Nearly everyone has at least heard of ninjas before. From kid's TV shows and blockbuster Hollywood movies to video games, comic books and countless other forms of media, ninjas are depicted everywhere. Normally, ninjas are depicted as stealthy, silent warriors. But there's actual a true story behind ninjas, which we're going to discuss in this blog post.
Known as shinobi, ninjas are essentially covert mercenaries who were hired for spying, assassinations, guerrilla warfare and infiltration missions during feudal Japan. Occurring at the beginning of the Kamakura period (1185 to 1333), feudal Japan became ruled by many individual kingdoms. As these kingdoms fought against each other, some sought the services of shinobi to facilitate their gains and increase their regional power. Shinobi were highly trained in weapons, stealth, martial arts and other essential skills, making them invaluable to the various daimyo (ruling families).
Why Are They Called Ninjas?
If ninjas have been traditionally called shinobi, you might be wondering why their name changed. Well, it's unknown when the term ninja first appeared, nor is it known who used it first. According to Wikipedia, though, Japanese Prince Yamato Yakeru used the term around the 4th century. While these stealthy warriors were traditionally known as shinobi throughout the country's feudal period -- and even beyond -- the term ninja has since become interchangeable with the term. Today, shinobi and ninja have the same meaning, with both terms referring to the stealthy for-hire mercenaries of feudal Japan.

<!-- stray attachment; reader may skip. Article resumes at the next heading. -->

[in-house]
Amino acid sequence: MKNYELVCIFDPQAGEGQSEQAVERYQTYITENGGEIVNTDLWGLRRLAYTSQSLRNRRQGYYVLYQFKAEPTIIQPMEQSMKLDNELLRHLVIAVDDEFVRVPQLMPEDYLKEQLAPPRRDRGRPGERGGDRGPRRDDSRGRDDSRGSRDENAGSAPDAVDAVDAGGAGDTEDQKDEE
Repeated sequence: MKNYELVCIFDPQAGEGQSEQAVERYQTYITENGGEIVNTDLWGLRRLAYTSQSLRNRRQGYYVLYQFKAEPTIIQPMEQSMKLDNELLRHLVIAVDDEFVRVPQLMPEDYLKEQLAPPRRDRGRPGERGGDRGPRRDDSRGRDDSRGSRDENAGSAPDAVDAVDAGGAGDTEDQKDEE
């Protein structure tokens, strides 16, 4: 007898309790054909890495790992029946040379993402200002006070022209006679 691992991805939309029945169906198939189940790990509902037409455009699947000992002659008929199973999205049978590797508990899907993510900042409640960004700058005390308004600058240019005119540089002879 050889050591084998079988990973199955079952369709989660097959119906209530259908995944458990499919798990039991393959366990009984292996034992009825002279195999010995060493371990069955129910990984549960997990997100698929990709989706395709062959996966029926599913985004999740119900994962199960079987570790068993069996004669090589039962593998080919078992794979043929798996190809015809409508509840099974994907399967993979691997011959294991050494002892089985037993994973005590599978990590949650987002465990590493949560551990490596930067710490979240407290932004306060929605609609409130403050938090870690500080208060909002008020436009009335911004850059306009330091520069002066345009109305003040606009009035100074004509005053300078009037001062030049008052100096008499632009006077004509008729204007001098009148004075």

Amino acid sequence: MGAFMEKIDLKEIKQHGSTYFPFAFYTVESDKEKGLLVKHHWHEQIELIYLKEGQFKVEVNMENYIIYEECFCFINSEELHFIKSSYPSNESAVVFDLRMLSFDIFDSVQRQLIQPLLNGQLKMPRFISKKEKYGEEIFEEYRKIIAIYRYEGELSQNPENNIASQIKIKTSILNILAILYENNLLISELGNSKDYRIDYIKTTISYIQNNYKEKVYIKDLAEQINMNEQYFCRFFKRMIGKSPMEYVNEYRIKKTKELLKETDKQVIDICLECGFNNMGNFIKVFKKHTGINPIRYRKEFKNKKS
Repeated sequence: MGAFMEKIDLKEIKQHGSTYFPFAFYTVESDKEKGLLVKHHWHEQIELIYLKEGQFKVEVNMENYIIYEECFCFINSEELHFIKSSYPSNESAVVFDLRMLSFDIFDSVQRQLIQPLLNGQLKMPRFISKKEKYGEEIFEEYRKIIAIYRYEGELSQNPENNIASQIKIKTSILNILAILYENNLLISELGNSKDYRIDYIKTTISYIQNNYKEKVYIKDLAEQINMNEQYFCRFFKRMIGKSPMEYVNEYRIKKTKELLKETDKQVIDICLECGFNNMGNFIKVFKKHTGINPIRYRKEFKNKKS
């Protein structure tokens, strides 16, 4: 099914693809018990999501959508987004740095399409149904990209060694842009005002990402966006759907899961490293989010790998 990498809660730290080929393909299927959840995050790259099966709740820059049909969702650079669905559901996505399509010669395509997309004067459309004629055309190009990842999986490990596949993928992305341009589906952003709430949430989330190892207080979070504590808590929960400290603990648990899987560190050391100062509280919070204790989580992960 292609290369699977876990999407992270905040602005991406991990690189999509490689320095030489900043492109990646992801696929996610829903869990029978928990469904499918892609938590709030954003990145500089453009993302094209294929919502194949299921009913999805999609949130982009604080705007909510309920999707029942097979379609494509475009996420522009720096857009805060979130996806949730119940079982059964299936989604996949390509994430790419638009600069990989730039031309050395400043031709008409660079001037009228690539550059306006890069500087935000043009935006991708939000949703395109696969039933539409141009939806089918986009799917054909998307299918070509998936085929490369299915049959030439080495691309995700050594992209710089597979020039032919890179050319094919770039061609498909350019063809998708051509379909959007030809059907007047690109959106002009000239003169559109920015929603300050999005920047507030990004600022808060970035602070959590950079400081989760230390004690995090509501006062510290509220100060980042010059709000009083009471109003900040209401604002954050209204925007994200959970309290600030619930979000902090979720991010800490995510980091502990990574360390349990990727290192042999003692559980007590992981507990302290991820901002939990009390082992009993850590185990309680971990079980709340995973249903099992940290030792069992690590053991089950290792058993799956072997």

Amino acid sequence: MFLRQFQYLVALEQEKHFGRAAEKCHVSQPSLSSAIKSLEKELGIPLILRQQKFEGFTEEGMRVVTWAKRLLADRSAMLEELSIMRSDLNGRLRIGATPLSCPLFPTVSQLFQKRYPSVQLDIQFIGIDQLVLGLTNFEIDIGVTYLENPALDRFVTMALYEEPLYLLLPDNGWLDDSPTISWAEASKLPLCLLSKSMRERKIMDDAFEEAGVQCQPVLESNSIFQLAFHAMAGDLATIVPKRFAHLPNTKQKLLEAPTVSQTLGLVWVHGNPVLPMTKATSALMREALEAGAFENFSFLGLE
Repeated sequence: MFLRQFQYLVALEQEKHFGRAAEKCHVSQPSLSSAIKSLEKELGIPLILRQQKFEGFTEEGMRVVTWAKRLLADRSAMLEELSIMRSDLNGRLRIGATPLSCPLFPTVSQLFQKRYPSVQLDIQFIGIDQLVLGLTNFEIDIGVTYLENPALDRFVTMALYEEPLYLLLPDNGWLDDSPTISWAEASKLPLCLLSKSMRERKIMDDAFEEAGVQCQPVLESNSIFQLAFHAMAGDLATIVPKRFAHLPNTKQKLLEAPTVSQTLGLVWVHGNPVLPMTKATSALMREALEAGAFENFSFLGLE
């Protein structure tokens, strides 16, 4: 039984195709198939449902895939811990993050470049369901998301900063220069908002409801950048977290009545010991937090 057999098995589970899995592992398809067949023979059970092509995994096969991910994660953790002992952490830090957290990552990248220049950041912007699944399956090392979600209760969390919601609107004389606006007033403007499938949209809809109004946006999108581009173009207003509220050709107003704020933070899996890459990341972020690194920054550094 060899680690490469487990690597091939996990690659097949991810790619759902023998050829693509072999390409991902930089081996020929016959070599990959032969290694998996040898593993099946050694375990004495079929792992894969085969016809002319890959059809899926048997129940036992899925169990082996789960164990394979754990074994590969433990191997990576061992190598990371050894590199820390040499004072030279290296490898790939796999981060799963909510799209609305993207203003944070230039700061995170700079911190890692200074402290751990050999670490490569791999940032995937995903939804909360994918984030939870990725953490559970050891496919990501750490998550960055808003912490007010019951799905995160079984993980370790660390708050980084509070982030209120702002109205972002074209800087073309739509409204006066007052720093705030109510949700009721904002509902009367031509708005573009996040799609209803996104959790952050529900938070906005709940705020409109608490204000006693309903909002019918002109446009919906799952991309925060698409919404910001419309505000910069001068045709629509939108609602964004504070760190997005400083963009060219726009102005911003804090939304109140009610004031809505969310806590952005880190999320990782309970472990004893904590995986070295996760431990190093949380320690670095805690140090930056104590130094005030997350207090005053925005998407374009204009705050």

Some people assume that shinobi were only responsible for carrying out attacks. While it's true that some shinobi during feudal Japan were hired to attack opposing daimyo using swords, spears, bows and explosives, many were hire to spy. In fact, espionage is said to be the single most important role for shinobi. After being hired, they would wear disguises while infiltrating enemy territory to gain intelligence on the terrain, defences, building locations and more.
In addition to spying, some shinobi were hired to sabotage another daimyo. One of the most common forms of sabotage was arson. Shinobi were capable of sneaking past enemy defences, at which point they could set fire to buildings and structures.
To recap, ninjas are real, though they've been traditionally known as shinobi during feudal Japan. Not to be confused with samurai warriors, shinobi were mercenaries who carried out a variety of alternative tactics, including spying, infiltration, assassination and sabotage.